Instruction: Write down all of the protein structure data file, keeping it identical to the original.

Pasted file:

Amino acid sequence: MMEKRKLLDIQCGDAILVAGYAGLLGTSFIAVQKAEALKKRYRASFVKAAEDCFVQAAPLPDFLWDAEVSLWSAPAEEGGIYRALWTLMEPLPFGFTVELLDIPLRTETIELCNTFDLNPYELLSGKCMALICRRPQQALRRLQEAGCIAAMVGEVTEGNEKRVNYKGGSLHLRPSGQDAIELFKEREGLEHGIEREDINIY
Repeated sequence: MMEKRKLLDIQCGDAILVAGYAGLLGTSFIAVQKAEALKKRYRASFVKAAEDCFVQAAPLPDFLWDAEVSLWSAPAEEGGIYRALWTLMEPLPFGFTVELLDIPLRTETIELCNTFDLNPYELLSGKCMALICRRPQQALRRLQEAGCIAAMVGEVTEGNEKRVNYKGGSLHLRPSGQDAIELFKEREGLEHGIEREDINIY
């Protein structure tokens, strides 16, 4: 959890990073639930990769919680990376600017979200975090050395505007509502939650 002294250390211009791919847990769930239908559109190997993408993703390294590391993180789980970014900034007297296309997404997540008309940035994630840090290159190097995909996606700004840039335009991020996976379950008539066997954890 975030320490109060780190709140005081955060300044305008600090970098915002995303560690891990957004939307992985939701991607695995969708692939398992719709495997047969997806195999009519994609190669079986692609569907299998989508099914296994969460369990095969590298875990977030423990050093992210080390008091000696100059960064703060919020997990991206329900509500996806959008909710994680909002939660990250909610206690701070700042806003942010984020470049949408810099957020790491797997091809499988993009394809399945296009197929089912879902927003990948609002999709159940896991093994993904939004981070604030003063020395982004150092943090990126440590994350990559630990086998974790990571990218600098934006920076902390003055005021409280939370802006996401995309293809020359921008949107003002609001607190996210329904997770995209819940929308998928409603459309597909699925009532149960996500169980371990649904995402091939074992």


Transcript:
Amino acid sequence: MMEKRKLLDIQCGDAILVAGYAGLLGTSFIAVQKAEALKKRYRASFVKAAEDCFVQAAPLPDFLWDAEVSLWSAPAEEGGIYRALWTLMEPLPFGFTVELLDIPLRTETIELCNTFDLNPYELLSGKCMALICRRPQQALRRLQEAGCIAAMVGEVTEGNEKRVNYKGGSLHLRPSGQDAIELFKEREGLEHGIEREDINIY
Repeated sequence: MMEKRKLLDIQCGDAILVAGYAGLLGTSFIAVQKAEALKKRYRASFVKAAEDCFVQAAPLPDFLWDAEVSLWSAPAEEGGIYRALWTLMEPLPFGFTVELLDIPLRTETIELCNTFDLNPYELLSGKCMALICRRPQQALRRLQEAGCIAAMVGEVTEGNEKRVNYKGGSLHLRPSGQDAIELFKEREGLEHGIEREDINIY
């Protein structure tokens, strides 16, 4: 959890990073639930990769919680990376600017979200975090050395505007509502939650 002294250390211009791919847990769930239908559109190997993408993703390294590391993180789980970014900034007297296309997404997540008309940035994630840090290159190097995909996606700004840039335009991020996976379950008539066997954890 975030320490109060780190709140005081955060300044305008600090970098915002995303560690891990957004939307992985939701991607695995969708692939398992719709495997047969997806195999009519994609190669079986692609569907299998989508099914296994969460369990095969590298875990977030423990050093992210080390008091000696100059960064703060919020997990991206329900509500996806959008909710994680909002939660990250909610206690701070700042806003942010984020470049949408810099957020790491797997091809499988993009394809399945296009197929089912879902927003990948609002999709159940896991093994993904939004981070604030003063020395982004150092943090990126440590994350990559630990086998974790990571990218600098934006920076902390003055005021409280939370802006996401995309293809020359921008949107003002609001607190996210329904997770995209819940929308998928409603459309597909699925009532149960996500169980371990649904995402091939074992």